These points were challenged in the later panel debate with the audience. Steve was joined by Mike Chadwick from Wycombe Friends of the Earth, Julian Illet from Transition Town High Wycombe and France Alexander of the Wycombe Environment Centre. In the final half hour we shoe-horned in around six audience questions. Despite expectations that Steve would be challenged on specific local topics (the Stadium & HS2) this didn't happen. Instead the audience challenged Steve on his views on the economics of happiness. The ensuring debate was lively but very good-humoured. Everyone became so wrapped up in the discussion that it spilled out into the street outside even after the BNU had closed for the night. As we wished Steve a goodnight we exchanged promises to meet again on a more informal basis to reach further shared understanding and common ground.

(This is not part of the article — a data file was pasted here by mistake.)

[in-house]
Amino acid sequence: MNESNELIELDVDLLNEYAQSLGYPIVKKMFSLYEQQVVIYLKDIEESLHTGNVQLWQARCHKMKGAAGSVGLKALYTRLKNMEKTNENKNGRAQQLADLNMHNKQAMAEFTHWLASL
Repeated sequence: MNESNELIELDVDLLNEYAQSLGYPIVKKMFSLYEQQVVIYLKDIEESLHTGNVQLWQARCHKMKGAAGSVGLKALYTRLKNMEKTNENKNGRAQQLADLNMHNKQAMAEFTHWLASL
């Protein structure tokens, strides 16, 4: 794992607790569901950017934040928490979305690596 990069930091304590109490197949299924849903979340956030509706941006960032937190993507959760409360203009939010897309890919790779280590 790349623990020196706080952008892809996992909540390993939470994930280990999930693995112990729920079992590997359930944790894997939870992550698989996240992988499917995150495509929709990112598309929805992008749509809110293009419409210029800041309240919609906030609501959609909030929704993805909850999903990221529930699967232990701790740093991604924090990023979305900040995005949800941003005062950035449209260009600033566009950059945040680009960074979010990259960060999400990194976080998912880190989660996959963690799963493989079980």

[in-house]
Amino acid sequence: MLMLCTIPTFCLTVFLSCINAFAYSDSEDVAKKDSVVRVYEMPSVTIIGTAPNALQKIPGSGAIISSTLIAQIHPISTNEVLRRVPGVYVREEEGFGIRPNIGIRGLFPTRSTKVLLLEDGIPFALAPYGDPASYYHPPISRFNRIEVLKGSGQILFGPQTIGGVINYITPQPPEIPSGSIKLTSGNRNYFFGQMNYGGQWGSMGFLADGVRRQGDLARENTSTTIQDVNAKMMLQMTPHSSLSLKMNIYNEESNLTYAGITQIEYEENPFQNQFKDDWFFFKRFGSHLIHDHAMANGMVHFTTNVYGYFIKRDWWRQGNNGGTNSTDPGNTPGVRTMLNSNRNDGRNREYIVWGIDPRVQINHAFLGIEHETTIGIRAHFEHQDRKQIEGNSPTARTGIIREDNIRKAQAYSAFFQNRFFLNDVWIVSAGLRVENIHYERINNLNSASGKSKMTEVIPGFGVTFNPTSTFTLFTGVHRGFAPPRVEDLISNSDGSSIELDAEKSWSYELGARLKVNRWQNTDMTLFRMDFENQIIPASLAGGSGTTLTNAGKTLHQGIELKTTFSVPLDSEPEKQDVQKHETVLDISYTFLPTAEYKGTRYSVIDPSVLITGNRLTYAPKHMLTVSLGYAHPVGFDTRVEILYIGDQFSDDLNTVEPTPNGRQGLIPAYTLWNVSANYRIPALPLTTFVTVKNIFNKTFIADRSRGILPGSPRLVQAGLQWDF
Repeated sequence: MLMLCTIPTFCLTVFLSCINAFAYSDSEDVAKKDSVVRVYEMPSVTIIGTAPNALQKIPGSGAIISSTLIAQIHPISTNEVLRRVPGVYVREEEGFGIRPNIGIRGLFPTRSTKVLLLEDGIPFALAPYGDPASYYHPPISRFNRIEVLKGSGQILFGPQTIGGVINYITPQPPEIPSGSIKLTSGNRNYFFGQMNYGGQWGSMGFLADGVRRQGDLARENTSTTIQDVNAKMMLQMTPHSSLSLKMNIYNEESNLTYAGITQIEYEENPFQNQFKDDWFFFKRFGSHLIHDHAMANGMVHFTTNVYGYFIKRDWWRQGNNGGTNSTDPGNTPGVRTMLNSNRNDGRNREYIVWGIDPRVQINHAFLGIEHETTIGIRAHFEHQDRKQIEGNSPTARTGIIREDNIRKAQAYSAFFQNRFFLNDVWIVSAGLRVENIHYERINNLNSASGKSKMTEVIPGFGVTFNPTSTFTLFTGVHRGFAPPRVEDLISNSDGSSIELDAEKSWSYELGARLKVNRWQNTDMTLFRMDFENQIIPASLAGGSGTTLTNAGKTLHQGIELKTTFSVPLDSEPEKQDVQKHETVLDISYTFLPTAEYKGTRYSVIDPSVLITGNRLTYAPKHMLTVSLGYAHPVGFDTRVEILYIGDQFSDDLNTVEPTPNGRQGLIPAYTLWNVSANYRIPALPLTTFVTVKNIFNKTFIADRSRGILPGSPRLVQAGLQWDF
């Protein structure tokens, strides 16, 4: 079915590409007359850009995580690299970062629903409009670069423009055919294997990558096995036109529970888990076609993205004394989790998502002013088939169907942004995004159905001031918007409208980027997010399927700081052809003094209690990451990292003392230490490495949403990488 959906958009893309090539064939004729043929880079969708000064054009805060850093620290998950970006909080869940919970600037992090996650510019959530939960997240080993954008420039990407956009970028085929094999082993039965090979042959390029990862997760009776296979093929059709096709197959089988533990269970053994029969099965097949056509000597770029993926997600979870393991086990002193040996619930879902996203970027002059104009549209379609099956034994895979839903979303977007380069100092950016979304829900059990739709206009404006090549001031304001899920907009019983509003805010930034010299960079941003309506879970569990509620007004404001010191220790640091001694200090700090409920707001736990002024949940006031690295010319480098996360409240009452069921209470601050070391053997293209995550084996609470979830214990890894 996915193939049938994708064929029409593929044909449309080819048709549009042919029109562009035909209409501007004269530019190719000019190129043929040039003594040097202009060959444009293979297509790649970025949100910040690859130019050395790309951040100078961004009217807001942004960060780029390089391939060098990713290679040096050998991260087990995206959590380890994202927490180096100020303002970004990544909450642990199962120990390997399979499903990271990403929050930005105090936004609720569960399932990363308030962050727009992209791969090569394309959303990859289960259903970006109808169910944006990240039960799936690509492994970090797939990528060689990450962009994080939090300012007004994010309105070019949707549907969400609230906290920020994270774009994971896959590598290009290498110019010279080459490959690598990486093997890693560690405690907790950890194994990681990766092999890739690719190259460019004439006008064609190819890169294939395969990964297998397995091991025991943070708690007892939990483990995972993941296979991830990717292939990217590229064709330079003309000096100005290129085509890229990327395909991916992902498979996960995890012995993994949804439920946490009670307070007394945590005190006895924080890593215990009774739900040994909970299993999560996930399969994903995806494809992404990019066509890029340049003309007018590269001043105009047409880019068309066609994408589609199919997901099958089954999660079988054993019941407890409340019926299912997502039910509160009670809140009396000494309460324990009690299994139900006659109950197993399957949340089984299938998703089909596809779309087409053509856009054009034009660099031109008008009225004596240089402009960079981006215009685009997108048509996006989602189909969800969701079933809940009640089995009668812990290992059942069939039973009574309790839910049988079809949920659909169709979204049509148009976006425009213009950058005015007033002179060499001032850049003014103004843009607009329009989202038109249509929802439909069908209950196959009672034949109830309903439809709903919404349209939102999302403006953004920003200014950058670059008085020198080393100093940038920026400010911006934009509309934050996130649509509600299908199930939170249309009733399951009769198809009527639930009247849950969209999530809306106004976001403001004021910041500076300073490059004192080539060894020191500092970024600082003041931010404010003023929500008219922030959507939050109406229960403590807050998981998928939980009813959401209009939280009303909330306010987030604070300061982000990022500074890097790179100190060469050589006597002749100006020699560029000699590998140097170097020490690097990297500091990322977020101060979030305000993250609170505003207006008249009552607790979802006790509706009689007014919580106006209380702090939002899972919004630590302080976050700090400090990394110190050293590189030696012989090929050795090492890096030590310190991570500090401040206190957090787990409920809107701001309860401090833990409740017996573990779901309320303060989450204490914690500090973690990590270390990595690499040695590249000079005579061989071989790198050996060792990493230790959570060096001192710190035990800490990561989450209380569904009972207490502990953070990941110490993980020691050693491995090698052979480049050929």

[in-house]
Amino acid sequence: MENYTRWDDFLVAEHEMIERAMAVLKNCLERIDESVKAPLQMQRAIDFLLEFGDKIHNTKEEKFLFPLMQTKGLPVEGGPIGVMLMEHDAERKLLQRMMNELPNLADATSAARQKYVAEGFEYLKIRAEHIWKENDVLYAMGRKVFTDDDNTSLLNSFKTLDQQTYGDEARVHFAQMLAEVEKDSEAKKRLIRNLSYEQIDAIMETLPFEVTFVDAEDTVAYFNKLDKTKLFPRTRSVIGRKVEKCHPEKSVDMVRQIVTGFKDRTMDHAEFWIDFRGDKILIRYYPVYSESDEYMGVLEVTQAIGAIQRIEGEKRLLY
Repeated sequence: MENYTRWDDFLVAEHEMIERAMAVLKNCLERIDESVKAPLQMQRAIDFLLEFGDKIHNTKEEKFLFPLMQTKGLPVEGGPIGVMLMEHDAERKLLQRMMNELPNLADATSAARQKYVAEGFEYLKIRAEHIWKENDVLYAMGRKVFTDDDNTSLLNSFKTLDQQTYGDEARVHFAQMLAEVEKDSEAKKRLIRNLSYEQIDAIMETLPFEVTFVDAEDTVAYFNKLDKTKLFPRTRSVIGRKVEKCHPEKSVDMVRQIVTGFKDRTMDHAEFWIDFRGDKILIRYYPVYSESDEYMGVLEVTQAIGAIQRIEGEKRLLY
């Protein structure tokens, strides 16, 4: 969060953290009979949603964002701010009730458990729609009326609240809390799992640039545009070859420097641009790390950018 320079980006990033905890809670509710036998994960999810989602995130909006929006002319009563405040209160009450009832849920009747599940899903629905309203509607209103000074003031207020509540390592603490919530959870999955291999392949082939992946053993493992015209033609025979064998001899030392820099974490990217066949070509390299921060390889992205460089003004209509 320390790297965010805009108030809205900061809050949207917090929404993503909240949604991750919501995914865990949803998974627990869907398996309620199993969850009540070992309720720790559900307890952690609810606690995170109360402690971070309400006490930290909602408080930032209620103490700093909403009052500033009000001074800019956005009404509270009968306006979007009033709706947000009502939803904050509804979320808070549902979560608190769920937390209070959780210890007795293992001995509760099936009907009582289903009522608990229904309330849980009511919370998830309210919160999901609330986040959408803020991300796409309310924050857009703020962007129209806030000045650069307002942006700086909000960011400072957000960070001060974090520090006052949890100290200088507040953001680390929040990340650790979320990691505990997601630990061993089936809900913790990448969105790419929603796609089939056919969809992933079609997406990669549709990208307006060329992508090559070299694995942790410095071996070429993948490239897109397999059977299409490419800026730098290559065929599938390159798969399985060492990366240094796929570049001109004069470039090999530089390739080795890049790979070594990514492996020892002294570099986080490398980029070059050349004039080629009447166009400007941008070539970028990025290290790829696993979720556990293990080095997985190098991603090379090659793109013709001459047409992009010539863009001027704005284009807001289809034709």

Regardless of some fundamental differences (for example it is unlikely that Steve is an advocate of either peak oil or climate change) he is an advocate of the philosophy of Transition. This is positive and we hope to be talking to him again soon.
Our thanks to everyone who made this very special evening possible. Our apologies to the many who never had a chance to ask their question of Steve Baker - there simply wasn't time.
Sunday 15th May 2011 - Pann Mill & Local Food